So clearly there is a lot of potential for livestock waste recycling in the domestic agro-industrial complex. Harnessing that potential will not only make Ukraine’s economy greener, but also attract investments which, if properly managed, will yield a good profit.
Taking into account the market situation and the obvious surplus of raw materials in Ukraine, our company, Recycling Solutions, deals with strategic by-product management and has already become a co-investor in the construction of the Feednova Plant for recycling livestock waste into animal feed. It is a modern company, based on the principles of circular economy, producing high protein feed additives for livestock and domestic animals, and producing animal fats for bio-additives to diesel fuel.
The company collects, transports, prepares and recycles livestock byproducts not for human consumption. Importantly, the company buys raw materials (waste) from small and medium-sized livestock producers. We make recycling as convenient as possible for small and medium-sized businesses, and ecologically safe for local communities. And in doing so, we raise the level of economic culture in Ukraine.
Feednova is an example for Ukraine of European-style effective management of livestock waste. The plant’s raw materials capacity is 70,000 tons per year. We just need several more such enterprises at the domestic level. There are enough raw materials available to meet demand both in the domestic market, and abroad.
State support and the digitalization of the sector are also needed to further develop agricultural raw material recycling in Ukraine. And we need further harmonization of Ukrainian legislation with EU laws and regulations.
Today a policy to improve environmental friendliness has been declared at the state level. A national economic strategy has been adopted, which sets the goal of creating an environmentally neutral economy by 2060 in Ukraine through implementing the EU’s green policies. At the same time, the infrastructure for livestock waste recycling is not yet well developed. Of the 18 enterprises of the state animal waste utilization concern Ukrvetsanzavod, six are not operating.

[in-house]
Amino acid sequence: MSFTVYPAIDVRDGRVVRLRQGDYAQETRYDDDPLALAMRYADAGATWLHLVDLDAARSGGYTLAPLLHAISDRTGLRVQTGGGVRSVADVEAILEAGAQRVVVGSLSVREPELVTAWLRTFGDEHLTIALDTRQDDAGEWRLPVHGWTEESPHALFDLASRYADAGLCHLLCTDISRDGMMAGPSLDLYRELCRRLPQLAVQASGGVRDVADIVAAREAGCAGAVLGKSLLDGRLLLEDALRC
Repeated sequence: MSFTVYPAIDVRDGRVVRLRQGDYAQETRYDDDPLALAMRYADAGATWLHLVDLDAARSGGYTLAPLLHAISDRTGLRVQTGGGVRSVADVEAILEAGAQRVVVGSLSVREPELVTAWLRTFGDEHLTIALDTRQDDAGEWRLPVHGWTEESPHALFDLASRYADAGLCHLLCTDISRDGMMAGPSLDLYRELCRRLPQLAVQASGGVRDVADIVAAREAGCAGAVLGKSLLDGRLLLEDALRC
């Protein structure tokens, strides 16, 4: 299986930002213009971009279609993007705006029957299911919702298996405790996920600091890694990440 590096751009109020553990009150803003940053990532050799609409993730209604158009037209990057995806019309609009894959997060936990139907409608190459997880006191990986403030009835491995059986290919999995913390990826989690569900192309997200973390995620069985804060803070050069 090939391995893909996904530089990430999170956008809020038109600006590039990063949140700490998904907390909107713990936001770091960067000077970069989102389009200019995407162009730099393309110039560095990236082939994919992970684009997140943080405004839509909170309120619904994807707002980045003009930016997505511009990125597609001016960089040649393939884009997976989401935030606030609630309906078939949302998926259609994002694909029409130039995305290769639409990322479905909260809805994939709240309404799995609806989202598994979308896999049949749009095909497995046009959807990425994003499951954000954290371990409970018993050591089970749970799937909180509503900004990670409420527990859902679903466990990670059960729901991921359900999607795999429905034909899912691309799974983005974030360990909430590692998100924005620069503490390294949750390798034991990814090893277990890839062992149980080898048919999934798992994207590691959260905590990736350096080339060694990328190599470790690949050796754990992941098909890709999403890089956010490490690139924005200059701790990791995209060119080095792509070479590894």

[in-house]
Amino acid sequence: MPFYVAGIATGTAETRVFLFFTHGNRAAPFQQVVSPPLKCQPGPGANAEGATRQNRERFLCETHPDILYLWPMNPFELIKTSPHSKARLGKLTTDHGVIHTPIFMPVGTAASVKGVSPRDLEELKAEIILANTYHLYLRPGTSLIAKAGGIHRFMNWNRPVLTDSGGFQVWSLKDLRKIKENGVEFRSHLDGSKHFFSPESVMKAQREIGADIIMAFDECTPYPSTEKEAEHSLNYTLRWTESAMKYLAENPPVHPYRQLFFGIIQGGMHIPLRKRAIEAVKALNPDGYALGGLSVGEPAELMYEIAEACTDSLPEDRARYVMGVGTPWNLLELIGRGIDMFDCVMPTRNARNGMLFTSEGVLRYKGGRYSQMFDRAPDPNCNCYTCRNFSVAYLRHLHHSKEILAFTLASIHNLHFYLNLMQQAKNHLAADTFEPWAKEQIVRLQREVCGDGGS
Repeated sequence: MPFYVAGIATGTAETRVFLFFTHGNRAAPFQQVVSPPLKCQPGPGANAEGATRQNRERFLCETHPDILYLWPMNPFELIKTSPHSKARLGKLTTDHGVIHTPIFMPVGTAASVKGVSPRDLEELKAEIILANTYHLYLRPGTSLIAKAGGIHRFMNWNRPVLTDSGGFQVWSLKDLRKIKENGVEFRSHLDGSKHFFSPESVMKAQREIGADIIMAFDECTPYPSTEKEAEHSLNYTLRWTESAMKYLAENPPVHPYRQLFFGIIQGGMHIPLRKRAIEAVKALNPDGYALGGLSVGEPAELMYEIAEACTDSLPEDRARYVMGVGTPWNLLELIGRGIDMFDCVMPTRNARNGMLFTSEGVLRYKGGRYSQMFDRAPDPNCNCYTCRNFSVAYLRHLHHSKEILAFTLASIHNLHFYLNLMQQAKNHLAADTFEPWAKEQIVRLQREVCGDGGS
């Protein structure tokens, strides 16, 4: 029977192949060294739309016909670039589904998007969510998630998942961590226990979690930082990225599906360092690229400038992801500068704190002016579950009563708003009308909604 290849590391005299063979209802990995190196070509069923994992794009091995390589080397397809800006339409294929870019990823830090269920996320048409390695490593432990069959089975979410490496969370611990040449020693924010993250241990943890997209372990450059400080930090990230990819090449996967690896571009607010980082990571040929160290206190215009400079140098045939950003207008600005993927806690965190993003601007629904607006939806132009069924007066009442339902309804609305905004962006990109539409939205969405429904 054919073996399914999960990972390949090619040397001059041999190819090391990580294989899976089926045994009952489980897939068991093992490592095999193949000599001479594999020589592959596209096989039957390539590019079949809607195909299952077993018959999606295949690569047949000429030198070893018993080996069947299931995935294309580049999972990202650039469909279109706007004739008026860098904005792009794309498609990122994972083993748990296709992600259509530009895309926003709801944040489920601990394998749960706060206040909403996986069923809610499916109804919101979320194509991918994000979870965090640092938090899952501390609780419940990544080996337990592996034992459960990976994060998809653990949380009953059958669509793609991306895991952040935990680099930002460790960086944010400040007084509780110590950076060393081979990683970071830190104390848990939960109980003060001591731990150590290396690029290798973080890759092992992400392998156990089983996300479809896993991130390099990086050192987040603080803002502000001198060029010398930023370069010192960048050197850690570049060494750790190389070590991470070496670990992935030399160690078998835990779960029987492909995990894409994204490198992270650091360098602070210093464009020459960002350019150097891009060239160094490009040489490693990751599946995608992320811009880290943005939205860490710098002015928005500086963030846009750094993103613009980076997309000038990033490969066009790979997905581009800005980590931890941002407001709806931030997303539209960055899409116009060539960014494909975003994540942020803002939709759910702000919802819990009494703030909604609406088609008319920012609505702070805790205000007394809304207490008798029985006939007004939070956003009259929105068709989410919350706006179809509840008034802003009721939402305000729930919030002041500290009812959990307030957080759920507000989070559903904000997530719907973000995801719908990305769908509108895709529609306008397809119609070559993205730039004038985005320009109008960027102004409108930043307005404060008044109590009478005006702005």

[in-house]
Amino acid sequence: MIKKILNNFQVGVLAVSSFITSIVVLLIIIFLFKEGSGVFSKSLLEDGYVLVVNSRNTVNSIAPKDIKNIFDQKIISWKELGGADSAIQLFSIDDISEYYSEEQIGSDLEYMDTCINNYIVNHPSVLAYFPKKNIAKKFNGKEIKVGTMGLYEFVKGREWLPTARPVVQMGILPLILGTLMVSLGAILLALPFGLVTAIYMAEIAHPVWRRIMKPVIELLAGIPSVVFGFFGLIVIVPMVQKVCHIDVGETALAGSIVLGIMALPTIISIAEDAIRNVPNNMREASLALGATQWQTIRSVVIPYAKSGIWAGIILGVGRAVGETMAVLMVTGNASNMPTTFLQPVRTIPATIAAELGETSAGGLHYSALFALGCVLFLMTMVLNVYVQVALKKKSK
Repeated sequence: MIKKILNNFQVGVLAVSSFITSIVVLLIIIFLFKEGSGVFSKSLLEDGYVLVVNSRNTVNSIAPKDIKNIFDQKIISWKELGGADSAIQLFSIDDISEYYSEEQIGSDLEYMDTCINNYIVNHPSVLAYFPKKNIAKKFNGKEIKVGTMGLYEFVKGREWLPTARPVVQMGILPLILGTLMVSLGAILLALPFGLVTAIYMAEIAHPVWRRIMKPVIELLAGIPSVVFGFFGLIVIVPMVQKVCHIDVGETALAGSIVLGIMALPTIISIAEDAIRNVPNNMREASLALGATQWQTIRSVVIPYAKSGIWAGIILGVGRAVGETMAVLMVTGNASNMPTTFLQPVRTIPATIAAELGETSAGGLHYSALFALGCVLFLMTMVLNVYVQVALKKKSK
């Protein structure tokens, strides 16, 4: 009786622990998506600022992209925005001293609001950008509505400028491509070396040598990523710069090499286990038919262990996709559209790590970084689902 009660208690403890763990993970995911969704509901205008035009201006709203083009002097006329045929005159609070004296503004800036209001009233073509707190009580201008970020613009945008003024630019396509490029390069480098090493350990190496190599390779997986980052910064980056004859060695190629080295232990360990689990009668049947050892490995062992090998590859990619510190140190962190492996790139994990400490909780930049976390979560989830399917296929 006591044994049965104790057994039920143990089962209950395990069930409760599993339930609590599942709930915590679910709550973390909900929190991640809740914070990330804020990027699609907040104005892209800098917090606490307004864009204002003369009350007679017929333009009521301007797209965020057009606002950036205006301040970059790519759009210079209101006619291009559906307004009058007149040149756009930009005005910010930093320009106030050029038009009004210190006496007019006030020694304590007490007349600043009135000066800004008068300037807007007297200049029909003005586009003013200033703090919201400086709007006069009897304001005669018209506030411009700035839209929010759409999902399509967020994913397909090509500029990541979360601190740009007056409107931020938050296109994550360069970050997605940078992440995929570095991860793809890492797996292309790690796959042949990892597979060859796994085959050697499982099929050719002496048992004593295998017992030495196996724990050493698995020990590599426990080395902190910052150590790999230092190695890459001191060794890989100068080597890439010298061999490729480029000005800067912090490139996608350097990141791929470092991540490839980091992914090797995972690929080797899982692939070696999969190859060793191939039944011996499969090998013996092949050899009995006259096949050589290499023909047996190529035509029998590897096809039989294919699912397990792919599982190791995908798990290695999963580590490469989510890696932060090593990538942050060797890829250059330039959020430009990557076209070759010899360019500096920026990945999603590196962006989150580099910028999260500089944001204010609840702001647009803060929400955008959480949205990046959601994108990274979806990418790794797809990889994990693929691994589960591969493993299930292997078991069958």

What is needed to fix the situation is private investment – both Ukrainian and foreign. The Feednova plant is a prime example. The company is working on four to five potential investment projects for agricultural waste recycling, and other players are also developing in this area. A digital platform containing a comprehensive database on the generation, current availability, volume and location of such waste is needed for further progress – the reliability and availability of such information is a crucial necessity for potential investors.
The Ministry of Digital Transformation of Ukraine is working to create a digital platform intended to help solve this problem. The cooperation of farmers, processing companies, Ukrainian and foreign investors, combined with support from the state and the active participation of local communities in this process, will ultimately generate a synergistic effect, which will be translated into considerable added value, GDP growth, new jobs and additional revenues for the budget.
Moreover, a systematic solution to the recycling problem and the transition to a green, circular economy doesn’t stop at agricultural raw materials. Every year more than 400 million tons of waste are generated by Ukrainian industry as a whole. Only 20-30 percent of this is recycled or repurposed.
So there is plenty of room for improvement in the response to this challenge, as well as to the challenge of CO2 emissions in general in the digital age. The European integration of Ukraine’s country’s economy and the country’s participation in the Fourth Industrial (Technological) Revolution will be one of the ways to meet these challenges.